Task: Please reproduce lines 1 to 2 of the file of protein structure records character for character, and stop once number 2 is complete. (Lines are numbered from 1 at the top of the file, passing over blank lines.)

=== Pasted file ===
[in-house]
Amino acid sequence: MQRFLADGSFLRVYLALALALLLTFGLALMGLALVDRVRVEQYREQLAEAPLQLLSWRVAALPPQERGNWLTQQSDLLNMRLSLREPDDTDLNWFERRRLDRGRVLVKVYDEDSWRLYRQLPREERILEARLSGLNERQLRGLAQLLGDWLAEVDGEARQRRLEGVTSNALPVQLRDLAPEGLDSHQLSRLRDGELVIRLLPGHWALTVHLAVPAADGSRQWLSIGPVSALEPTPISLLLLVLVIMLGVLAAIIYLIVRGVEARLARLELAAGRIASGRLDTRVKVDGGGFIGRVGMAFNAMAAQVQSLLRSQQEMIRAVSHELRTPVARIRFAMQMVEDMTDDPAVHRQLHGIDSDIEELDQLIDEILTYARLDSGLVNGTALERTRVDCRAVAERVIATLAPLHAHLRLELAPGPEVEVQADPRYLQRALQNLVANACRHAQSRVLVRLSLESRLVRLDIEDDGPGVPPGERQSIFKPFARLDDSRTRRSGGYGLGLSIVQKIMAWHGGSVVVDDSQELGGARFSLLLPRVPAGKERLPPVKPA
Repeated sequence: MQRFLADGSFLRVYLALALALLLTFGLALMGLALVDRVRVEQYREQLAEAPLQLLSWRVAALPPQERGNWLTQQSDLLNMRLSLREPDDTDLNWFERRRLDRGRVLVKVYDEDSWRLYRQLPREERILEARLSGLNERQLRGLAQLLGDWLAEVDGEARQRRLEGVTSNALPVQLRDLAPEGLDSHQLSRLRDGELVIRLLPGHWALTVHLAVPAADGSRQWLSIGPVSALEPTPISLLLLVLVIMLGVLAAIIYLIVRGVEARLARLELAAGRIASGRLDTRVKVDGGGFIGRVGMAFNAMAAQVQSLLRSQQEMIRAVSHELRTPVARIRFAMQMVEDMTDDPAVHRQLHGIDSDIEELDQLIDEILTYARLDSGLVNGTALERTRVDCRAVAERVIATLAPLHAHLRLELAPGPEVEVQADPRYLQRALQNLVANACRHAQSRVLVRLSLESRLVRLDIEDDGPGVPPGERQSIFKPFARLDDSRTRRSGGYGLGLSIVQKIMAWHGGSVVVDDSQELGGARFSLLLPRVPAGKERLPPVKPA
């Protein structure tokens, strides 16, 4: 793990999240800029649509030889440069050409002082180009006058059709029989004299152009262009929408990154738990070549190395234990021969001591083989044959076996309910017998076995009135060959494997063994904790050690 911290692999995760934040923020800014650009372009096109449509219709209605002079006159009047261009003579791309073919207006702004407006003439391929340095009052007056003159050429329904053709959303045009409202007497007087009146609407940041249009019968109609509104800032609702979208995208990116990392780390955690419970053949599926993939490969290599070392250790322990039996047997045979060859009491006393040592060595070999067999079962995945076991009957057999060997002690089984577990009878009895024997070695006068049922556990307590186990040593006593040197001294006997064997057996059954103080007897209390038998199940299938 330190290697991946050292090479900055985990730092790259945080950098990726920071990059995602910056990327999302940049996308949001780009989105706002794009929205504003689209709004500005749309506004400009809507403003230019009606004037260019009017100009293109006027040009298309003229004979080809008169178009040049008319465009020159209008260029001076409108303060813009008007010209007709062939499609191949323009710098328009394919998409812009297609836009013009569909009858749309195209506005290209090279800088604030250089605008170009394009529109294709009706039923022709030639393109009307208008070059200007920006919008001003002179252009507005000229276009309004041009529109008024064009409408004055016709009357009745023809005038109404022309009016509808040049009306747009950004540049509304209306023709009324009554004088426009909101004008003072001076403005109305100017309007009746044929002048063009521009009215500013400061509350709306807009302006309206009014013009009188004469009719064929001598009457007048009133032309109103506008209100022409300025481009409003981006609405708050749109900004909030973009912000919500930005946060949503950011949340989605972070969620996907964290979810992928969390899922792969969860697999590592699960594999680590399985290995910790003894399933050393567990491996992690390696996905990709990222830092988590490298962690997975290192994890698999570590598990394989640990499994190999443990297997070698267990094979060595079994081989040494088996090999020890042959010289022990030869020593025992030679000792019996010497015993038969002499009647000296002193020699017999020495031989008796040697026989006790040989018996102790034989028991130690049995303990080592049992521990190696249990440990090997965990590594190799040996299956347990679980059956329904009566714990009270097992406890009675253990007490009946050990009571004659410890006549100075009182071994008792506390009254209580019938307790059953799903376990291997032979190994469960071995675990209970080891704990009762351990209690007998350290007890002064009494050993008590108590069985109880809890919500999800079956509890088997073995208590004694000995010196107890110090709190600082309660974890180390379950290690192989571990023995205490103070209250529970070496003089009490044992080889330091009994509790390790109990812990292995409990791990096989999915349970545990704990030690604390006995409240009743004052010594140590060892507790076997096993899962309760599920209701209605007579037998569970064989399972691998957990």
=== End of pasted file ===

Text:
[in-house]
Amino acid sequence: MQRFLADGSFLRVYLALALALLLTFGLALMGLALVDRVRVEQYREQLAEAPLQLLSWRVAALPPQERGNWLTQQSDLLNMRLSLREPDDTDLNWFERRRLDRGRVLVKVYDEDSWRLYRQLPREERILEARLSGLNERQLRGLAQLLGDWLAEVDGEARQRRLEGVTSNALPVQLRDLAPEGLDSHQLSRLRDGELVIRLLPGHWALTVHLAVPAADGSRQWLSIGPVSALEPTPISLLLLVLVIMLGVLAAIIYLIVRGVEARLARLELAAGRIASGRLDTRVKVDGGGFIGRVGMAFNAMAAQVQSLLRSQQEMIRAVSHELRTPVARIRFAMQMVEDMTDDPAVHRQLHGIDSDIEELDQLIDEILTYARLDSGLVNGTALERTRVDCRAVAERVIATLAPLHAHLRLELAPGPEVEVQADPRYLQRALQNLVANACRHAQSRVLVRLSLESRLVRLDIEDDGPGVPPGERQSIFKPFARLDDSRTRRSGGYGLGLSIVQKIMAWHGGSVVVDDSQELGGARFSLLLPRVPAGKERLPPVKPA